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A Course for Every Producer
No matter where you are in your music production journey, PausePlayRepeat has a course for you.
The Ultimate Guide to Mixing
Is Your Mix Letting You Down? Our Ultimate Guide to Mixing is a 6-part online course that takes the guesswork out of the mixing process, directing your attention straight to a professional mix's essentials.
The Ultimate Guide to Drum Programming
While a nice melody or vocal might draw listeners into a track, it’s the drums that people literally feel in their bones and it’s the drums that keep them on the dancefloor.
We’ve all heard tracks where the kicks are muddy and the hi-hats sound dull and robotic, maybe you should even be forgiven for applying gain with a heavy hand to your own claps and snares. It may be easy to hear and critique what’s gone wrong in a final mix on big speakers, but during production in a home studio? That’s a whole different thing.
This course is designed to help you avoid common production mistakes and get the right skills to make your next track break through. Develop a professional ear for auditioning drum sounds and samples and learn all the techniques to mix beats for maximum impact.
The Ultimate Guide to Vocal Production
Learn how to achieve a professional sounding vocal. This course will take you through the entire process, from your setup before the singer even arrives, all the way to the final stages of mixing.
Ultimate Guide to Synthesis and Sound Design
Do you feel like there are some special tricks that other producers know that you don't? Are you worried that you'll never be able to develop your signature sound? Do you get frustrated quickly and end up using presets?
Understanding all the main types of synthesis is the key to unlocking your unique sound as an artist. You'll open the doors to a world of endless sonic possibility and develop a skill set that will give your music the upper hand over other producers in the industry.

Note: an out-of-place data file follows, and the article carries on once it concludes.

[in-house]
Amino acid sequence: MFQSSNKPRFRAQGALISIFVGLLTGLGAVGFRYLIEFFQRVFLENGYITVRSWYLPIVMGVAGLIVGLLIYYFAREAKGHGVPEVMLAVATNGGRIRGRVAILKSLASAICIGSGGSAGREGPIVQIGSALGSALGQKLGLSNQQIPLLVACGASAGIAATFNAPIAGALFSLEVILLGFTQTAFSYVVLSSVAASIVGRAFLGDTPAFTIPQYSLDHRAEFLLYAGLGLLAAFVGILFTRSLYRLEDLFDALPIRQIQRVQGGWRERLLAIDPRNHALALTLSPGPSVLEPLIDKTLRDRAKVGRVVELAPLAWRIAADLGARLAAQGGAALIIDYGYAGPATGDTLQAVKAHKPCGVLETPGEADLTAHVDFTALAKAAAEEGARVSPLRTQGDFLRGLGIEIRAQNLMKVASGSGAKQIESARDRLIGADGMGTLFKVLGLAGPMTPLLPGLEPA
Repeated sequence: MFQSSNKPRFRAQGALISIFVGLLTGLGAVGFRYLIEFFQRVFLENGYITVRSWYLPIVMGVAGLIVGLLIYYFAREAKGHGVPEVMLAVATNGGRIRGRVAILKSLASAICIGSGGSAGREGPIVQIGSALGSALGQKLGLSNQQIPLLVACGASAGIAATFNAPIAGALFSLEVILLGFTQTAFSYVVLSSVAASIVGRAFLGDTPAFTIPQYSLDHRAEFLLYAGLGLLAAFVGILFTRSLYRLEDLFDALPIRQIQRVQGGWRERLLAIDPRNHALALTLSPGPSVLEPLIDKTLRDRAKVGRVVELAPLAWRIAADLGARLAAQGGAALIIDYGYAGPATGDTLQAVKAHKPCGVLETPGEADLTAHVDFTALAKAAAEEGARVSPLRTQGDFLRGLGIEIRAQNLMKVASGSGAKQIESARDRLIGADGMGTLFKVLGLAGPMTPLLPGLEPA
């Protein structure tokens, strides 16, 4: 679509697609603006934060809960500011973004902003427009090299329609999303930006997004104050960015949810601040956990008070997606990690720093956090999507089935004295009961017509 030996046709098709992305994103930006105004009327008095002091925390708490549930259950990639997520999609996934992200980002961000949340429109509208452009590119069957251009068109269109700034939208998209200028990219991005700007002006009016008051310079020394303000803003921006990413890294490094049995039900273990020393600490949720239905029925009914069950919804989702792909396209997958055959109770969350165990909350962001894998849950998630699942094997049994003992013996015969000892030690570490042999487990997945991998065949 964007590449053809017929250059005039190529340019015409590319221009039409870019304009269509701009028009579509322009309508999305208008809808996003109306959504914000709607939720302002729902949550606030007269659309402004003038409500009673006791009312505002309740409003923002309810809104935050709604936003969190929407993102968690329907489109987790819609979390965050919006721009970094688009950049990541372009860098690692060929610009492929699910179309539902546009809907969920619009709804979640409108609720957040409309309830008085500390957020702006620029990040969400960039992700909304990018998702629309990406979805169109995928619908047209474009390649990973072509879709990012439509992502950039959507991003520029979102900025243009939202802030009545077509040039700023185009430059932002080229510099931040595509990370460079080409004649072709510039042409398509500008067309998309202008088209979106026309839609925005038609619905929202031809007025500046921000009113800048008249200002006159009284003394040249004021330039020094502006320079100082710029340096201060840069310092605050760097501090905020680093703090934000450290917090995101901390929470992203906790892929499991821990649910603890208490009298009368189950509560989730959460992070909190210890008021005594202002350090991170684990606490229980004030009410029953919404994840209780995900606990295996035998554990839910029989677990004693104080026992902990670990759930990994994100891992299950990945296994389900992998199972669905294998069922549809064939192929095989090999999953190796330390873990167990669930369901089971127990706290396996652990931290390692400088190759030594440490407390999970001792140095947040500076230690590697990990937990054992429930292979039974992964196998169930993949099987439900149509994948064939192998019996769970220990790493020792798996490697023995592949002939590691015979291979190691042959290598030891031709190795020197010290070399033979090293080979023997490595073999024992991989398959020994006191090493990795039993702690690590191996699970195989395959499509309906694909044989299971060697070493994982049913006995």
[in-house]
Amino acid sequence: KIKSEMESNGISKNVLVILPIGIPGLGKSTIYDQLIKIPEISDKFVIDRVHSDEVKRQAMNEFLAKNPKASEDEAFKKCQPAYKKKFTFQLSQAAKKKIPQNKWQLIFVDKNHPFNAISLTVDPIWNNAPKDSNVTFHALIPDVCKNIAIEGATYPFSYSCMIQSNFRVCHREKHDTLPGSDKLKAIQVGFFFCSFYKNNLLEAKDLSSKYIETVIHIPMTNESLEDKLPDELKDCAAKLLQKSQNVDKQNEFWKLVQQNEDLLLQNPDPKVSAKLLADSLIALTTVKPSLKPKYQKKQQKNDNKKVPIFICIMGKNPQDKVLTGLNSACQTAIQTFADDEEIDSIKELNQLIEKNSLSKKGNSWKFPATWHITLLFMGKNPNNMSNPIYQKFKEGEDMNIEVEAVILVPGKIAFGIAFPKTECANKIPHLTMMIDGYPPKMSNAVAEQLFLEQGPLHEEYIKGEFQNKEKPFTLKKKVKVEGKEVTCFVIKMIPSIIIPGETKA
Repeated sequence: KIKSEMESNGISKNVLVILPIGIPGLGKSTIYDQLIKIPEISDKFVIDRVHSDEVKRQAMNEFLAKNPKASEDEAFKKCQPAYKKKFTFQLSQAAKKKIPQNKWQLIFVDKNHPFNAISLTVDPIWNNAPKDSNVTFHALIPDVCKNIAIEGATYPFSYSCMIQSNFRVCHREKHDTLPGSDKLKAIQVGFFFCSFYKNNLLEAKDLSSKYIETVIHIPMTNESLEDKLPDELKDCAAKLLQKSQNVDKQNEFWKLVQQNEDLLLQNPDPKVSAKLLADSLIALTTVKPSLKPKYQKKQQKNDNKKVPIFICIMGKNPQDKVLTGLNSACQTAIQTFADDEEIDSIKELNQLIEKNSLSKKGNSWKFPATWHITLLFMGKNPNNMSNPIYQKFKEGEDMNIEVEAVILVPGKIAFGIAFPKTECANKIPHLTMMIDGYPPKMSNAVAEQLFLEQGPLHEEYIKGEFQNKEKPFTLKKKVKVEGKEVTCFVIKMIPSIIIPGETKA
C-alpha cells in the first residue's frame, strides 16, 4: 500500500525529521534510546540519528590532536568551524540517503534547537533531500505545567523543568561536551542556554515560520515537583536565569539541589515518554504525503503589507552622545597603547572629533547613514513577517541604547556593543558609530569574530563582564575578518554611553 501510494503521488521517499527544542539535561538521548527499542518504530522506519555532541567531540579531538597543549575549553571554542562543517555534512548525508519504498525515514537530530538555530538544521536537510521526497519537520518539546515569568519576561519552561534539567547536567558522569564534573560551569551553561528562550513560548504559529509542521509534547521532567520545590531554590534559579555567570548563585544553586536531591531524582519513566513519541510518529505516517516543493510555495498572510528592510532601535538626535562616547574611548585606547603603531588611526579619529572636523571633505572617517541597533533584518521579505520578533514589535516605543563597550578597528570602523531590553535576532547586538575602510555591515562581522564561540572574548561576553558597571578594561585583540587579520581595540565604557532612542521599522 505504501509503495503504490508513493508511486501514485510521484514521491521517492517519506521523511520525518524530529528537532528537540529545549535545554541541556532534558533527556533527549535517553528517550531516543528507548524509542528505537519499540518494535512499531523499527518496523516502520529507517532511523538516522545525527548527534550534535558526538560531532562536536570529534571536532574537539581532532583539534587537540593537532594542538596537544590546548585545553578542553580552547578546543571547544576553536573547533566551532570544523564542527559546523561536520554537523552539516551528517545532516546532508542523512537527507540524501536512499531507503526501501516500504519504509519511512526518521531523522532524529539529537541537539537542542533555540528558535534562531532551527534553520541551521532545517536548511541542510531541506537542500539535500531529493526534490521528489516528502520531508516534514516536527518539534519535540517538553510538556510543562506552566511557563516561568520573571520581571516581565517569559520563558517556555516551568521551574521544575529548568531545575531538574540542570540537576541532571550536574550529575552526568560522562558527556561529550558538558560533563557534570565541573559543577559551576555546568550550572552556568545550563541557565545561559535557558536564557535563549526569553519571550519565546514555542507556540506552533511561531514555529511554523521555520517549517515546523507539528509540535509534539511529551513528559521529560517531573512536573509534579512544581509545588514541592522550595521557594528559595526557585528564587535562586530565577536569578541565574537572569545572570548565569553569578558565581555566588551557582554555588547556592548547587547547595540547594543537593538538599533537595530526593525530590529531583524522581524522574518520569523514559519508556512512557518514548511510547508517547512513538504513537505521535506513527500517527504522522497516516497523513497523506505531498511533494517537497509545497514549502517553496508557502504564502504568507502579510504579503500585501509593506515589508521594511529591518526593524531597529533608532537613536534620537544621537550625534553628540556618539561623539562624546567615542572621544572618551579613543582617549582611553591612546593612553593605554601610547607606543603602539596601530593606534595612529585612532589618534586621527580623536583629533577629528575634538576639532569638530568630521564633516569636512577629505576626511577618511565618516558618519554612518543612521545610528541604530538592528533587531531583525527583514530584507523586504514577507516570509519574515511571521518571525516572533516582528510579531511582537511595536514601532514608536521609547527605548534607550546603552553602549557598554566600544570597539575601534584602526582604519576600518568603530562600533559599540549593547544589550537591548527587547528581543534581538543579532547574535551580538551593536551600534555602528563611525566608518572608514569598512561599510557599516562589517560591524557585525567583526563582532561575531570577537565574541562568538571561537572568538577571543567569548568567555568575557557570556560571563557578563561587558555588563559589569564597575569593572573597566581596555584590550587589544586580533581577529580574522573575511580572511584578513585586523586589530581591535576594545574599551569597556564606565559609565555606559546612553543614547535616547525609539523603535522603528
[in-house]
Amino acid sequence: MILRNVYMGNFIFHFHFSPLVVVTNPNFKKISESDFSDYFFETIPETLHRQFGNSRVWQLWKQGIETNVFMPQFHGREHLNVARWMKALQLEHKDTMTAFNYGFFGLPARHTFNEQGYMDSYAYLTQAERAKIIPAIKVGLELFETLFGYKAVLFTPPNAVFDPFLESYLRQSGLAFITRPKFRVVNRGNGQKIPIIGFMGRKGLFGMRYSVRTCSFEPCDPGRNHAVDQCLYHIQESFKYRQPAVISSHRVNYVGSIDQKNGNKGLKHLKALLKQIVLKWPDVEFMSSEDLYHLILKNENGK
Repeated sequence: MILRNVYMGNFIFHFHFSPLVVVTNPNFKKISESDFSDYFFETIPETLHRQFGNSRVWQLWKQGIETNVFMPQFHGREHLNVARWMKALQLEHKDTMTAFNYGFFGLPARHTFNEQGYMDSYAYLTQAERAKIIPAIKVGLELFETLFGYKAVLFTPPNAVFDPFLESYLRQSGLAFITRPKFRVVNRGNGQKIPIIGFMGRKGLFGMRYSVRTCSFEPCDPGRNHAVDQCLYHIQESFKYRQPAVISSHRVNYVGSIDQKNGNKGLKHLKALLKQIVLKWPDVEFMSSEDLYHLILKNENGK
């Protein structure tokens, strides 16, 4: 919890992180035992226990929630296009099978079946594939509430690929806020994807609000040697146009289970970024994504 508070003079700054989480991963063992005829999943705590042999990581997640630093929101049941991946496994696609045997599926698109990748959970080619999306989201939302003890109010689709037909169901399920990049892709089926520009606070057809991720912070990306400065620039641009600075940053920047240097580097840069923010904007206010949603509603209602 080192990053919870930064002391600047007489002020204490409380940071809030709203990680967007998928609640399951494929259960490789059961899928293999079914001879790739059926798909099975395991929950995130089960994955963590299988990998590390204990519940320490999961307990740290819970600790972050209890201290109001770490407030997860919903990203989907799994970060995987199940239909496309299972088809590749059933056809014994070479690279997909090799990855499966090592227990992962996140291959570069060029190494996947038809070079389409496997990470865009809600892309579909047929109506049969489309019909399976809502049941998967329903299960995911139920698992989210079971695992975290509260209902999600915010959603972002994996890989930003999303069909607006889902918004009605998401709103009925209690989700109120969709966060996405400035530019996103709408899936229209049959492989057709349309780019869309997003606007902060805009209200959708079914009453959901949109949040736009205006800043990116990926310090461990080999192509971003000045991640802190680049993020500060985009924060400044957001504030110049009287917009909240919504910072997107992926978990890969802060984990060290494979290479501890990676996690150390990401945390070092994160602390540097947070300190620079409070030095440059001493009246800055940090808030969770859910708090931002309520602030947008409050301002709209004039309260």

After completing The Ultimate Guide to Synthesis and Sound Design, you'll finally start making music that makes you proud. You'll powerfully understand how you make any synth do your bidding and quickly start creating your unique sounds from scratch.
Ultimate Guide to Ableton Live Audio Effects
What are audio effects? Ranging from subtle mixing tools to extreme sound manglers, effects are used in every part of the music production process. A delay may be an integral part of a synthesizer sound, a distortion unit may be used to give a snare drum some extra bite, and equalizers and compressors may find their way onto nearly every track in a song during the final mixdown. In this chapter, we'll look at all of Live's effects, giving some tips as to how each might be used along the way. But don't take our word for it, using effects is all about experimentation.
Ultimate Guide to Ableton Live MIDI Effects
MIDI effects allow you to alter MIDI data before it reaches its destination. A MIDI effect can be used by itself on a MIDI track whose output is some external MIDI sound device or before a virtual instrument in the Device View.
MIDI data passes through the MIDI effect, which then passes the altered MIDI on. Note that MIDI effects do not change the sound that comes out of an instrument the way audio effects do. Instead, the MIDI effects change the notes coming in to those instruments.
Ultimate Guide to Ableton Live Instruments
Live features nine virtual instruments: Impulse, Simpler, Operator, Wavetable, Sampler, Analog, Electric, Tension, and Collision. Impulse and Simpler comes free for all Live users, while the others are included in the Live Suite or must be purchased separately.
Live's instruments are a deep topic that an entire book could cover. Instead of endlessly listing every parameter of every device, we've made an effort to draw attention to the most important aspects of each instrument to help you through the hardest part of the learning curve. Bear in mind that sound design and synthesis are subjects that go far beyond any individual instrument discussion. That said, you'll often make the most progress by learning one instrument that you enjoy, rather than trying to become an expert at everything. Each instrument you know will make the next one easier.